We met our neighbor, Jared, at the mailboxes. He pulled a pamphlet from “In Touch Ministries” out of his box and gave it to us. He told us he didn’t know why he got these and he said he had sent them an email to ask them to take his name off their mailing list. An avowed atheist, he said, “I think the world would be better off if they banned all religions.”
Our friend Pete is attracted to the spirituality in art and his art certainly has that as a foundation. I came across a couple of passages I thought he would like so I texted them to him. He called a few minutes later to say he loved the statements and we arranged to meet in his hospital room today at one.
When we got to the front desk, a woman was checking out as we were checking in. She told the woman behind the desk that she had been visiting Peter Monacelli. I told her we were on our way up there and I asked how he was doing. She said, “He has lots of stories.” We were thrilled to hear this. That is the Pete we know.
We found his new room and shouted in to him. He told us we had to suit up with the baby blue gowns and dark blue gloves that were sitting by the door. And while we did he sang the first verse of Bob Dylan’s “Tangled Up in Blue.”
He has been in the hospital long enough to see the division between life inside, where the focus is on healing, and outside where the focus is on . . . here he let us fill in the blank. I was thinking “Partying? Peggi said “Living?” Pete offered “Fixing things.” Imagine if we focused on healing on the outside.
Below are the two statements I sent Pete.
Chillida – “I am a religious man. Questions of faith and my problems as an artist are closely linked. Naturally my conception of space has a spiritual dimension, just as it also has a philosophical dimension. My continued rebellion against the laws of gravity has a religious aspect.“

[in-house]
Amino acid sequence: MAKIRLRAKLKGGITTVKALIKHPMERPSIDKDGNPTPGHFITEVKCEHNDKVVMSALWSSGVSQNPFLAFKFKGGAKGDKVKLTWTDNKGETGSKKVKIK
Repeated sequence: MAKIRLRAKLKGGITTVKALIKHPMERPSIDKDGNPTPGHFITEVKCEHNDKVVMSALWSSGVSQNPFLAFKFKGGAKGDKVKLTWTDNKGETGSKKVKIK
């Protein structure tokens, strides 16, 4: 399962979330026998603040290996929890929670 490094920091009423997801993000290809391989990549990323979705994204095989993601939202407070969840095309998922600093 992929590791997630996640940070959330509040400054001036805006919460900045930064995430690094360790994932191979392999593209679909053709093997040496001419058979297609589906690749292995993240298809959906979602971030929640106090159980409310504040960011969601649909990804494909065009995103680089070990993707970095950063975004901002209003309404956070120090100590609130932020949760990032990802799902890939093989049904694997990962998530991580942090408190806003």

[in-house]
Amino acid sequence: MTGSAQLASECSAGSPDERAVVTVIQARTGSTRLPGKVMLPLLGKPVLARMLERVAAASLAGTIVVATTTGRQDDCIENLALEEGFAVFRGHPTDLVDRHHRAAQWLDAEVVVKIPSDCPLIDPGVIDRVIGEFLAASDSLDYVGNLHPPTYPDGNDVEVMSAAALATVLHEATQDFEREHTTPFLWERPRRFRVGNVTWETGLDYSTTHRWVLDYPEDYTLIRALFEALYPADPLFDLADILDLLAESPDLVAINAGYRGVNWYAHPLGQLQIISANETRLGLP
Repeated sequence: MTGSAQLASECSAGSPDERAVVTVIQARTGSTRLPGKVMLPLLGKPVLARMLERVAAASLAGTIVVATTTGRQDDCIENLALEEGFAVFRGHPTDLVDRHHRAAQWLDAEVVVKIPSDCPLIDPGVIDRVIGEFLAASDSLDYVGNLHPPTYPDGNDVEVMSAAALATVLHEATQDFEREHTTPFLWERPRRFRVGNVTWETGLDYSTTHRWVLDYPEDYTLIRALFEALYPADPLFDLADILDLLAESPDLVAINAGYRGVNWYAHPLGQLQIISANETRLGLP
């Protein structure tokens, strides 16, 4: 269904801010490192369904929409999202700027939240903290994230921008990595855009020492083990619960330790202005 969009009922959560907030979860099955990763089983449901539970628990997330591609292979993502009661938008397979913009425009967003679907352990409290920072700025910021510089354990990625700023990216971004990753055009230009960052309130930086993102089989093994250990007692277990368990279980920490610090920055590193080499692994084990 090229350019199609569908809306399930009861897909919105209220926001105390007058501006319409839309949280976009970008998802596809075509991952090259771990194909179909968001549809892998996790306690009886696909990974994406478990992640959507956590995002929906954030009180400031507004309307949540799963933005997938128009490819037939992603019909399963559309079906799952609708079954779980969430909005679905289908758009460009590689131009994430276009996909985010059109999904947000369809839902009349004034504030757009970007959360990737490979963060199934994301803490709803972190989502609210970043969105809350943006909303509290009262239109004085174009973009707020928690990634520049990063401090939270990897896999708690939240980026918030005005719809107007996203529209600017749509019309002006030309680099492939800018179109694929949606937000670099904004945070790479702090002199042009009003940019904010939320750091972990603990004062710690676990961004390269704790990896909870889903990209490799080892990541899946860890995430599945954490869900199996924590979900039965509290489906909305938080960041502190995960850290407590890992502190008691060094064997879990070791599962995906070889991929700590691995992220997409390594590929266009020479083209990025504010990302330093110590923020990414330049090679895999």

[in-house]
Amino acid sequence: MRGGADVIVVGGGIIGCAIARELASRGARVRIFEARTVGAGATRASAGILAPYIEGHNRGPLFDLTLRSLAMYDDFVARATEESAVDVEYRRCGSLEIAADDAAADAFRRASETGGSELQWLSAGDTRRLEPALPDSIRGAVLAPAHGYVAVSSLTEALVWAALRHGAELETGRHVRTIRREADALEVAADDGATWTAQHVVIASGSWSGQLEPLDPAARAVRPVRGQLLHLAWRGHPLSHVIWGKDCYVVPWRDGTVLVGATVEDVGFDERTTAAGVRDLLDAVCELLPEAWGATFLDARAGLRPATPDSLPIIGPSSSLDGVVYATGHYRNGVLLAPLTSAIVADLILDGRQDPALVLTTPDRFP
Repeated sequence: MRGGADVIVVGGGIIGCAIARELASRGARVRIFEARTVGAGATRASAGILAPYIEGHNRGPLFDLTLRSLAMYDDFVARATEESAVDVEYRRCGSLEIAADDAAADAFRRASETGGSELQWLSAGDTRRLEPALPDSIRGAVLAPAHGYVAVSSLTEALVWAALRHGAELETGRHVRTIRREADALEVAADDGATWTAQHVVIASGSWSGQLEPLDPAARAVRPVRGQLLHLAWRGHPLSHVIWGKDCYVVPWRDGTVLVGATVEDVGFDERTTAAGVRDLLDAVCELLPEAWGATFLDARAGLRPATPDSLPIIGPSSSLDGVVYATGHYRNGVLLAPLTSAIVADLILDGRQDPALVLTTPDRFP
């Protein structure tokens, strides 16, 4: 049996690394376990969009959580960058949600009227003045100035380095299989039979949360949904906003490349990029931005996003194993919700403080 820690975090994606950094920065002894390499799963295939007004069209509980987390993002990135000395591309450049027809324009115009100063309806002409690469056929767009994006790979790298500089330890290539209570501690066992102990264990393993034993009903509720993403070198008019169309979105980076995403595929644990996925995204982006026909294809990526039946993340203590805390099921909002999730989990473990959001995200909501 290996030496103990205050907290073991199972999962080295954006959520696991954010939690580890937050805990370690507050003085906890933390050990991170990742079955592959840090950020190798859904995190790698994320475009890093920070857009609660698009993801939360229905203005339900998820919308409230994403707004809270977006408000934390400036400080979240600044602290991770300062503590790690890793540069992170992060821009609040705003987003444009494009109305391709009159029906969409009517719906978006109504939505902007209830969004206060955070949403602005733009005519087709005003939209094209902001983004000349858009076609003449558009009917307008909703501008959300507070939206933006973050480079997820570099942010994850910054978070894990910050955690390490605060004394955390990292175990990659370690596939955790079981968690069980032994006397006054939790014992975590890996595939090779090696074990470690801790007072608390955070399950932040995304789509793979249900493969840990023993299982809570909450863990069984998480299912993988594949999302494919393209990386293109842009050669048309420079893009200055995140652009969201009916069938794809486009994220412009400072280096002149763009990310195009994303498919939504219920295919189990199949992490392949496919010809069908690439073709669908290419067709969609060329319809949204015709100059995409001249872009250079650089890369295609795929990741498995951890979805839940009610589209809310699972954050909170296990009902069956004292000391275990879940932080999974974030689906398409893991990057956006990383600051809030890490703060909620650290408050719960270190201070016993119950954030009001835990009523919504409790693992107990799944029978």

Kiki Smith – “It’s one of my loose theories that Catholicism and art have gone well together because both believe in the physical manifestation of the spiritual world, that it’s through the physical world that you have spiritual life, that you have to be here physically in a body. You have all this interaction with objects, with rosaries and medals. It believes in the physical world. It’s a thing culture.“
“It’s also about storytelling in that sense, about reiterating over and over and over again these mythological stories about saints and other deities that can come and intervene for you on your behalf. All the saints have attributes that are attached to them and you recognize them through their iconography. And it’s about transcendence and transmigration, something moving always from one state to another. And art is in a sense like a proof: it’s something that moves from your insides into the physical world, and at the same time it’s just a representation of your insides. It doesn’t rob you of your insides and it’s always different, but in a different form from your spirit.”